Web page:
The sun has been unusually active this week, culminating in a large solar flare which it threw off at 600 miles per second in the direction of Earth on Thursday, October 28. The flare is an X1-class flare, with X-class being the most intense form of flares. The burst of radiation is heading toward us and will strike the Earth this weekend, but don’t worry — it won’t harm you on the ground, though it could cause issues for satellite communications.
The flare was captured as it emerged from the sun by NASA’s Solar Dynamics Observatory, which monitors the sun and was able to record the event as it happened.
You don’t need to worry about the solar flare harming you on the ground, thanks to Earth’s atmosphere which protects us from radiation. However, events of this magnitude can cause issues for communications as they can disturb GPS signals, as NASA explains:
“Solar flares are powerful bursts of radiation. Harmful radiation from a flare cannot pass through Earth’s atmosphere to physically affect humans on the ground, however — when intense enough — they can disturb the atmosphere in the layer where GPS and communications signals travel.”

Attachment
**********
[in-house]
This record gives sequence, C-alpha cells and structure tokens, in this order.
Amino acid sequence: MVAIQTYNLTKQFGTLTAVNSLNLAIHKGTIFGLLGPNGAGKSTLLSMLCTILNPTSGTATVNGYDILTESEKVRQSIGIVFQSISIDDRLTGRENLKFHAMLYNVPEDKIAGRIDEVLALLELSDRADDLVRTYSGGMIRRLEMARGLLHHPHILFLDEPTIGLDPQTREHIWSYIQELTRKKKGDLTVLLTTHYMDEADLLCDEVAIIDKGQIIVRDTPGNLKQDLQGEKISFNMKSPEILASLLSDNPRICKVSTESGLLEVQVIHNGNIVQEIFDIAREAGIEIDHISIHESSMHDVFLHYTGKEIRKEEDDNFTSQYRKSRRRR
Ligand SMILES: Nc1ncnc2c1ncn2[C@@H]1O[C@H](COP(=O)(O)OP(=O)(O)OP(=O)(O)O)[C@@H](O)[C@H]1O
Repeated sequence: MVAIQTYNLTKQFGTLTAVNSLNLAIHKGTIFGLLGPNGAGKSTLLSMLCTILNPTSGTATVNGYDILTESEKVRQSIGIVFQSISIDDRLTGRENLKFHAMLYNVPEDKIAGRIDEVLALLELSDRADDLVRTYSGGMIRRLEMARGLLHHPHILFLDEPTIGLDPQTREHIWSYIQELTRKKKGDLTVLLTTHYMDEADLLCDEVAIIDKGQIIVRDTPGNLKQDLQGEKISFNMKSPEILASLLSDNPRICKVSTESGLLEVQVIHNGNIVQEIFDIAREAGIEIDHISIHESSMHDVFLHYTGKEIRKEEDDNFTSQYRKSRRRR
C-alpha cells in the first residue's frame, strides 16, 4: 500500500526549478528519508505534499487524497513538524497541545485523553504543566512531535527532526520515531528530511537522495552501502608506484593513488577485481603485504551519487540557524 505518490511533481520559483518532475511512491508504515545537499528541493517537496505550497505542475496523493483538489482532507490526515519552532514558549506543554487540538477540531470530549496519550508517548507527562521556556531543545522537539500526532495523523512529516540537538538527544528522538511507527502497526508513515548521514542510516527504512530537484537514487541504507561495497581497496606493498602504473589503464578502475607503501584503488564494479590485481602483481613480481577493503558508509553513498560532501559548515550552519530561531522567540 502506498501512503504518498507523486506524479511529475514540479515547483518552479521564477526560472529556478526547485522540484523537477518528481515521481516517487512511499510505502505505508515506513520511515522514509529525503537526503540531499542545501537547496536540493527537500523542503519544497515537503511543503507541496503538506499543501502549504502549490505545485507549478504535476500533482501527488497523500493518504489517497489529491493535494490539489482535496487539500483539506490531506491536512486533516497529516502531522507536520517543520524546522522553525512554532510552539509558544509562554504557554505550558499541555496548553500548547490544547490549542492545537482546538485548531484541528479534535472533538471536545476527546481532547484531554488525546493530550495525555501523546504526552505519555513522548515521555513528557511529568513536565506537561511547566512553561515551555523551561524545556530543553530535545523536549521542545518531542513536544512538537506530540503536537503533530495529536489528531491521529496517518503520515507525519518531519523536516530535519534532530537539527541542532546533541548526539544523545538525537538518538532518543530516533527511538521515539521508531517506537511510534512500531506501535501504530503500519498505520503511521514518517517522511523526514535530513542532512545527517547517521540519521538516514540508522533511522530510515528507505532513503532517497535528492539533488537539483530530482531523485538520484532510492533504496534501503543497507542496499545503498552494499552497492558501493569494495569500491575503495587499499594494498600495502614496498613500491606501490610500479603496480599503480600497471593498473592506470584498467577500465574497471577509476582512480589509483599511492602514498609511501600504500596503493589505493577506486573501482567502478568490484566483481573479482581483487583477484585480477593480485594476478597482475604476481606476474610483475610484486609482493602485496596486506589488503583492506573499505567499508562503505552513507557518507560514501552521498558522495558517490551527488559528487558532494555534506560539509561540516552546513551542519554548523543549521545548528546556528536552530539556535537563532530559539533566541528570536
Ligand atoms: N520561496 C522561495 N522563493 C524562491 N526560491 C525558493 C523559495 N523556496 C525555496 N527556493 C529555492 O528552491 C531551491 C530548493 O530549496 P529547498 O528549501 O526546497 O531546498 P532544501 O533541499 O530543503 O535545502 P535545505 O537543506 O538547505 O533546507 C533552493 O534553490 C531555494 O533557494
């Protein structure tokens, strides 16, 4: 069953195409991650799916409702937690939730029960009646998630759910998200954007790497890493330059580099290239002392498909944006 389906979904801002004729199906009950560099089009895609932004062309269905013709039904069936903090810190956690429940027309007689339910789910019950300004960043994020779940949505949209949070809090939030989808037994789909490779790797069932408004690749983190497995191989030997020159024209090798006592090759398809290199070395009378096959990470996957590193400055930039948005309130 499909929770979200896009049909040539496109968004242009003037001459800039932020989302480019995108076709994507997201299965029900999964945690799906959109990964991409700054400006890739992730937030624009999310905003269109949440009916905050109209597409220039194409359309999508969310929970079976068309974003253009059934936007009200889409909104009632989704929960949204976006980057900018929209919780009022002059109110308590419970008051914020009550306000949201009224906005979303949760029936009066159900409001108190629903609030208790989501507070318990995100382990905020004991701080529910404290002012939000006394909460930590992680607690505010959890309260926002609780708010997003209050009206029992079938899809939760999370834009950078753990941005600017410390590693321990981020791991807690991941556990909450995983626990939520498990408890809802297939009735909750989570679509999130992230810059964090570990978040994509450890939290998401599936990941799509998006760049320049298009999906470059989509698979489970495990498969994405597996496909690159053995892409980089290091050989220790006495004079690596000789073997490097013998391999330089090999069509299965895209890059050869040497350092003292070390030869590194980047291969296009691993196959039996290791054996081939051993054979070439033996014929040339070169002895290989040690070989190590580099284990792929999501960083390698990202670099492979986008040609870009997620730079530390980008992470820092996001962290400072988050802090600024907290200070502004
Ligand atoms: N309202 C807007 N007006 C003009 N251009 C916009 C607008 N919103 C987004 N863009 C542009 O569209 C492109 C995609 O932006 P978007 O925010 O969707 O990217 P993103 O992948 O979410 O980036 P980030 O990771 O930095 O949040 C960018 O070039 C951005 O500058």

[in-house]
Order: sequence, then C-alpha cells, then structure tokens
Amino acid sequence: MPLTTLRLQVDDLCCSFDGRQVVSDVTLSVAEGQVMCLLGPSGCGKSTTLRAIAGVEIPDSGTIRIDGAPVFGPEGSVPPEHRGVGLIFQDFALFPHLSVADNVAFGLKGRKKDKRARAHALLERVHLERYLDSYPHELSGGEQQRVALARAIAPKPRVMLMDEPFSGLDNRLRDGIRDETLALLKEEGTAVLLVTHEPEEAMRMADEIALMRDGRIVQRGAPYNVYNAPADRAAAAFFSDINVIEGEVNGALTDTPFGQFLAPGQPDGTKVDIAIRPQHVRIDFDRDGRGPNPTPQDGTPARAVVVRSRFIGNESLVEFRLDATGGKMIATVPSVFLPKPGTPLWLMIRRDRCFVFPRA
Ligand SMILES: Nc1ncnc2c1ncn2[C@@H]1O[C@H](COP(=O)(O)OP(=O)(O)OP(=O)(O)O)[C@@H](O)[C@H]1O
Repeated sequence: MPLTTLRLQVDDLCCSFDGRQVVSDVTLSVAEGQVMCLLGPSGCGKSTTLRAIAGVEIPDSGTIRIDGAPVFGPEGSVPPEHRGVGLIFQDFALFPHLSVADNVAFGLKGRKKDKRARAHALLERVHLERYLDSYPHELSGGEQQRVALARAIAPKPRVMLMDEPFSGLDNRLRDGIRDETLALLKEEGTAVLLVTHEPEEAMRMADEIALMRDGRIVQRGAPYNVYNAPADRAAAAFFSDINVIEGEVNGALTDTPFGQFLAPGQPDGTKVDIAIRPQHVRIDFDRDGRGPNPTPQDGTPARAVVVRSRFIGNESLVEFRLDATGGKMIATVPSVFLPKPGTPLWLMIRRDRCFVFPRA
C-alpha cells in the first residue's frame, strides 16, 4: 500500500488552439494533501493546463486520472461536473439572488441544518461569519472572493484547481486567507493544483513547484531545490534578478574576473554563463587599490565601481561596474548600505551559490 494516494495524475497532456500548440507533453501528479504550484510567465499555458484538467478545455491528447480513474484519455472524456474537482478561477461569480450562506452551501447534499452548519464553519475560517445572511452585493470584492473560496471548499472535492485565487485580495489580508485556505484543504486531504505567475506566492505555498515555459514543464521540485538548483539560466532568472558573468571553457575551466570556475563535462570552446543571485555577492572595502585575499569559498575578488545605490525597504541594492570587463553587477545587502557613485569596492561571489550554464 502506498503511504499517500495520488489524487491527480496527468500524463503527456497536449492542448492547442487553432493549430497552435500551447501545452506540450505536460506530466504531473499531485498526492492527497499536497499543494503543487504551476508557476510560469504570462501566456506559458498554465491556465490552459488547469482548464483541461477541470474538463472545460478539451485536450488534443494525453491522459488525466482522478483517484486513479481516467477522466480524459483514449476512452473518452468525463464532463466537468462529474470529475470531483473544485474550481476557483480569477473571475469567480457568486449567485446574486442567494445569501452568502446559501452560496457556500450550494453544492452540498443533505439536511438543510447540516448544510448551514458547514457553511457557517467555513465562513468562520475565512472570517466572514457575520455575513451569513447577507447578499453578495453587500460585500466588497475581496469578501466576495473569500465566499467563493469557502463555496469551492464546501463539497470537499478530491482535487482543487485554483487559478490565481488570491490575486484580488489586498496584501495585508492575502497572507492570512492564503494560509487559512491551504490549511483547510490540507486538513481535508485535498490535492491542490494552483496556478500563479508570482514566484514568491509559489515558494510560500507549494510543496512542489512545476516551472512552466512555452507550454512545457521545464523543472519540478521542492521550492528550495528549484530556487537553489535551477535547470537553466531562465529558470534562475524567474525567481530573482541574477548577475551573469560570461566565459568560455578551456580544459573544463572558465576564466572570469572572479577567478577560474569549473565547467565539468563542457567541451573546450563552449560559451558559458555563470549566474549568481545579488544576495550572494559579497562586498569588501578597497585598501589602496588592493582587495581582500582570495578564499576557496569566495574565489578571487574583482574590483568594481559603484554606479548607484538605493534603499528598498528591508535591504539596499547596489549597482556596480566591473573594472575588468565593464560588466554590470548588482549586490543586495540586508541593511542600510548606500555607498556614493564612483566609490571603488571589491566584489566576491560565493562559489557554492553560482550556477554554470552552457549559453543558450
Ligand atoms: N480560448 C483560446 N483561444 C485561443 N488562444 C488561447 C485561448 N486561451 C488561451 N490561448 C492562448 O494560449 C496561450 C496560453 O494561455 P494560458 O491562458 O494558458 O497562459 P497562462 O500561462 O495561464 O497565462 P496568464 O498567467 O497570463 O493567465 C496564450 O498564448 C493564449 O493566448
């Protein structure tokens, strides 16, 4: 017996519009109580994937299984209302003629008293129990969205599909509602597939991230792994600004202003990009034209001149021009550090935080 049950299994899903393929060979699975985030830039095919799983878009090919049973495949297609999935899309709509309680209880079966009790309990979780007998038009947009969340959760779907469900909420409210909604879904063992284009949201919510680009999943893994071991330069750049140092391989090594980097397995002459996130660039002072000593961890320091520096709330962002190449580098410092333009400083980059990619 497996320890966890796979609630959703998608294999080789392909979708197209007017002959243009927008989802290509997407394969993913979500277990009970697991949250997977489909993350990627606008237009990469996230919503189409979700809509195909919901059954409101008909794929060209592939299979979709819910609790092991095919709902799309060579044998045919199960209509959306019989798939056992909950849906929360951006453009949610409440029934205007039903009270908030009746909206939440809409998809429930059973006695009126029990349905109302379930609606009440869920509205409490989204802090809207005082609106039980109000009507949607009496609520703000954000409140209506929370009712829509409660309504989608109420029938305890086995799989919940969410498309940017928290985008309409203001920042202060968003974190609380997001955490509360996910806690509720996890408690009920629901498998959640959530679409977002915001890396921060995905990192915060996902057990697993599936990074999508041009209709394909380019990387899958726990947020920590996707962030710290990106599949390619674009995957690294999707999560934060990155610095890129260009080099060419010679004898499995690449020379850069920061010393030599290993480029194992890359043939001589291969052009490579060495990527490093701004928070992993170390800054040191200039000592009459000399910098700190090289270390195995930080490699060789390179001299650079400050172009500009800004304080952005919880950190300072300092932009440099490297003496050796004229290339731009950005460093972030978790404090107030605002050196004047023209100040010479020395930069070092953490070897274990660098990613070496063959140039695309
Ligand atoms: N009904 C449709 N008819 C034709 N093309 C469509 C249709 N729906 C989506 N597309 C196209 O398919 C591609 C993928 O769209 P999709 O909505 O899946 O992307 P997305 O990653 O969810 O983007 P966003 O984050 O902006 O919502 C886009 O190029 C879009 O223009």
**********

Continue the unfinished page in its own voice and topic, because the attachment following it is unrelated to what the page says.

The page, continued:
For more technical details on how the flare might affect the region around the Earth, in a phenomenon called space weather, you can look to the Space Weather Prediction Center (SWPC) run by the U.S. National Oceanic and Atmospheric Administration.
The SWPC will be watching the incoming particles from the sun and will issue warnings if they could affect systems here on Earth. The center has announced what is called a “geomagnetic storm watch,” meaning that this weekend there is an increased likelihood of a geomagnetic storm occurring.
“A G3 (Strong) Geomagnetic Storm Watch is in effect for 30 — 31 October 2021, following a significant solar flare and Coronal Mass Ejection (CME) from the sun that occurred around 11:35 a.m. EDT on Oct. 28,” SWPC writes. “Analysis indicated the CME departed the Sun at a speed of 973 km/s and is forecast to arrive at Earth on 30 October, with effects likely continuing into 31 October.”
- Check out the first hi-res images from NOAA’s new satellite
- Dust threatens the future of Mars helicopter Ingenuity
- Saturn’s moon Titan may be more Earth-like than we thought
- Neptune’s temperatures are fluctuating, and no one knows why
- Telescopes on balloons could be a game-changer for astronomy